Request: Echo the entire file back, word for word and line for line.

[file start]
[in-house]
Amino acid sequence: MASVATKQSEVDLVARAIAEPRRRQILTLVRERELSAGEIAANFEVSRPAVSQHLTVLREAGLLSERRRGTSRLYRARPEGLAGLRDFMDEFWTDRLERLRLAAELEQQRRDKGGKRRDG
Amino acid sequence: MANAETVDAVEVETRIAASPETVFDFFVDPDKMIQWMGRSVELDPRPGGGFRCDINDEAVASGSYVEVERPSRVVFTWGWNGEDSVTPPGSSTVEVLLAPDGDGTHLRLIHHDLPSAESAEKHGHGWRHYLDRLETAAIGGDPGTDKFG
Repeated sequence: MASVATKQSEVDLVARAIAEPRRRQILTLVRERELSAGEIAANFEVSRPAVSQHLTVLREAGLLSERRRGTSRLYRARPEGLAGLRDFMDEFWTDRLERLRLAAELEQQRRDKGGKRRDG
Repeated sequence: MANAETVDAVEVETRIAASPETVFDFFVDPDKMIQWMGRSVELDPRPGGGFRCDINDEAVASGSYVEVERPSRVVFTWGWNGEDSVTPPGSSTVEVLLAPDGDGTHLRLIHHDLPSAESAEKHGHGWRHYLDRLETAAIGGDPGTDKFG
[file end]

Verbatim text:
[in-house]
Amino acid sequence: MASVATKQSEVDLVARAIAEPRRRQILTLVRERELSAGEIAANFEVSRPAVSQHLTVLREAGLLSERRRGTSRLYRARPEGLAGLRDFMDEFWTDRLERLRLAAELEQQRRDKGGKRRDG
Amino acid sequence: MANAETVDAVEVETRIAASPETVFDFFVDPDKMIQWMGRSVELDPRPGGGFRCDINDEAVASGSYVEVERPSRVVFTWGWNGEDSVTPPGSSTVEVLLAPDGDGTHLRLIHHDLPSAESAEKHGHGWRHYLDRLETAAIGGDPGTDKFG
Repeated sequence: MASVATKQSEVDLVARAIAEPRRRQILTLVRERELSAGEIAANFEVSRPAVSQHLTVLREAGLLSERRRGTSRLYRARPEGLAGLRDFMDEFWTDRLERLRLAAELEQQRRDKGGKRRDG
Repeated sequence: MANAETVDAVEVETRIAASPETVFDFFVDPDKMIQWMGRSVELDPRPGGGFRCDINDEAVASGSYVEVERPSRVVFTWGWNGEDSVTPPGSSTVEVLLAPDGDGTHLRLIHHDLPSAESAEKHGHGWRHYLDRLETAAIGGDPGTDKFG